Nutritional Considerations in Failure to Thrive Follow-up

Updated: Dec 02, 2016
  • Author: Simon S Rabinowitz, MD, PhD, FAAP; Chief Editor: Jatinder Bhatia, MBBS, FAAP  more...
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Follow-up

Further Outpatient Care

Children with failure to thrive (FTT) need continued follow-up care to observe their growth parameters using the appropriate growth charts.

A randomized controlled trial of multidisciplinary home visits among children with failure to thrive found mild improvement in some parameters compared with children with failure to thrive who only attended the same clinic. However, children without failure to thrive from the same neighborhoods were significantly taller, heavier, and had better arithmetic scores at age 8 years than children with failure to thrive with or without home visits. [78] An older randomized controlled trial of specialist health visitor interventions failed to show any improvements in weight or developmental scores but did find that visited patients were more compliant with appointments and less likely to be admitted to a hospital. [79]

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Complications

Aside from the unfortunate children who live so far from the protective mechanisms of the developed world, psychosocial failure to thrive is almost always recognized early enough to be completely reversed. In the developing world, or regions of the developed countries with extreme poverty and isolation, chronic unaddressed malnutrition results in permanent deficits in stature and intelligence quotient (IQ), even when weight losses can be restored. Similarly, for the child with devastating or inadequately treated organic illnesses, long-term failure to thrive can compromise final height. Malnutrition, if dramatic enough, can contribute to secondary immune deficiency and intercurrent illnesses.

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Prognosis

Multiple studies have investigated whether failure to thrive is associated with long-term cognitive deficits. [33, 37, 38] Two published meta-analyses looking at cognitive outcomes of published children with failure to thrive in developed countries found small differences consisting of 3-4 IQ points. [33, 38] Interestingly, one group concluded that this disparity was not enough to warrant an aggressive approach to identification and treatment of this entity. [33] The other authors suggested substantial population-based cognitive deficiencies could be attributed to failure to thrive. [38]

Another longitudinal population study of a large cohort found the same degree of IQ score difference when they examined a cohort with infantile failure to thrive. [39] A separate study that further divided nonorganic failure to thrive into those who had or had not experienced neglect defined a particularly vulnerable cohort; failure to account for this additional variable may explain some differences. [40]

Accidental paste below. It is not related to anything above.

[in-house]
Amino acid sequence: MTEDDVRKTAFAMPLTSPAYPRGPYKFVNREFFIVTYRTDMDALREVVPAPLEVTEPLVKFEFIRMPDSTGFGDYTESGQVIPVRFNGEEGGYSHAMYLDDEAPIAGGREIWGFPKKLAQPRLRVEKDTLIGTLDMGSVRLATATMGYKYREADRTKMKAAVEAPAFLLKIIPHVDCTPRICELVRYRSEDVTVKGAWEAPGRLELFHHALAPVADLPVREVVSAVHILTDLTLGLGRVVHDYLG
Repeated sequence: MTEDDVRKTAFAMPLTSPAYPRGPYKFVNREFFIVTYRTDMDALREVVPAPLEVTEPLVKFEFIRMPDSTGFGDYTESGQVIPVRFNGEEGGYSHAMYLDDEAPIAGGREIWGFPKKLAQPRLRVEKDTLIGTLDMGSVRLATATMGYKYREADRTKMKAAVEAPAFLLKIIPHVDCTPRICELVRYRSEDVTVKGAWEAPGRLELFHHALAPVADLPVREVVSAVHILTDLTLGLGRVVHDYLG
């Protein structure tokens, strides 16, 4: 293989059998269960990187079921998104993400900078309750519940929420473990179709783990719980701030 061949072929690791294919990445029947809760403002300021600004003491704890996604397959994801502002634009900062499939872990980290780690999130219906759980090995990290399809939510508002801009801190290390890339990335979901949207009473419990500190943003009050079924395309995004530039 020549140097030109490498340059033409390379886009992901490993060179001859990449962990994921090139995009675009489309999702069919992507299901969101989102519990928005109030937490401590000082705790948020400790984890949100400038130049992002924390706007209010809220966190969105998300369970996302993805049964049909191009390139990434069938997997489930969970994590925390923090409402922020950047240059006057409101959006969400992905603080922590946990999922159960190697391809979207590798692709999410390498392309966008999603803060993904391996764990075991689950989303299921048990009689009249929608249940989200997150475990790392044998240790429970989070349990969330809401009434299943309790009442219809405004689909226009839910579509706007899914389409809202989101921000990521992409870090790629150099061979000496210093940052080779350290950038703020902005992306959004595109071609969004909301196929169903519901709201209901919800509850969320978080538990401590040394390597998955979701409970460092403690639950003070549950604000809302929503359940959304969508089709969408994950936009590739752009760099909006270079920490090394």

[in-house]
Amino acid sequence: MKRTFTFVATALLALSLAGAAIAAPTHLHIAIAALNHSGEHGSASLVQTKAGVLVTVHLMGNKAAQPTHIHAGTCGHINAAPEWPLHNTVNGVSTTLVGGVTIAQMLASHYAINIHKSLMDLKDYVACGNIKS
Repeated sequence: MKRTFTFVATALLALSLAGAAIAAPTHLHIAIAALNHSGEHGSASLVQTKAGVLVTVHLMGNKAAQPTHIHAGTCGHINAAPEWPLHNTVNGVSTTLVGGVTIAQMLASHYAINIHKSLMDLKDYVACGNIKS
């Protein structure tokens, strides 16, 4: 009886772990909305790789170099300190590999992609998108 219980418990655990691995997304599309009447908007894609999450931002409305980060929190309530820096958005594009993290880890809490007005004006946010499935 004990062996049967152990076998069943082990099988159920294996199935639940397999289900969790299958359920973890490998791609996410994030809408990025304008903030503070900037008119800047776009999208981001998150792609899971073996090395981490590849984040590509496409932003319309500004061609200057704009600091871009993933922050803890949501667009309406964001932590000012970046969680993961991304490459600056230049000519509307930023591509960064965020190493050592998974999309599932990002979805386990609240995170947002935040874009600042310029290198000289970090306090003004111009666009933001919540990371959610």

A new area of research has been exploring whether aggressive refeeding or early malnutrition itself could impact future health parameters independent of simply changes in BMI and growth. The Barker or Fetal Origins Hypothesis is based on data accumulated over the last 20 years that has linked low birth weight to a subsequent increased risk for cardiovascular disease and type 2 diabetes. This theory states that in utero nutrient restriction results in epigenetic modifications that reprogram intermediary metabolism, glucose regulation, and blood pressure regulation. These genetic changes persist into adult life and yield increased susceptibility to disease.

A few epidemiologic studies have hypothesized that this principle could be extended to include malnutrition occurring in early postnatal life. A comprehensive review summarizes the published literature in this field and concludes that children with early-onset enteric infections, malnutrition, and stunting appear to be at increased risk to ultimately develop the metabolic syndrome. [41] A small observational study describes a cohort of young children with severe failure to thrive who received aggressive nutritional rehabilitation and ultimately developed obesity. [42] Whether this was a consequence of the primary deficit or the therapy is not addressed.

Potential long-term psychosocial consequences of stunting secondary to growth failure in early childhood have been highlighted by a longitudinal study following a rural Guatemalan cohort. [43] Affected individuals went on to have profound consequences in adulthood related to economic status, marriage, and fertility. They scored worse on tests of reading and intelligence and had lower cognitive skills. Men had decreased likelihood of entry into higher-salaried positions. Individuals who were stunted often entered into relationships with poorer partners and were more likely to live in poorer households as adults. Women with stunting had their first child at a younger age and had more pregnancies and more children. While provocative, the potential for other economic, educational, or sociologic factors being the primary explanation for these outcomes still needs to be considered.

Although the goal of all pediatricians caring for children with organic failure to thrive is to incorporate measures into their management that are designed to preserve adequate growth, this may prove to be difficult. A greater appreciation for the significant prevalence of failure to thrive in children with  most chronic illnesses including cerebral palsy (CP), congenital heart disease, cystic fibrosis, cirrhosis, HIV, inflammatory bowel disease, malignancy, and genetic diseases has been noted.

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Patient Education

For patient education resources, see the Growth Hormone Deficiency Center, as well as Growth Failure in Children,

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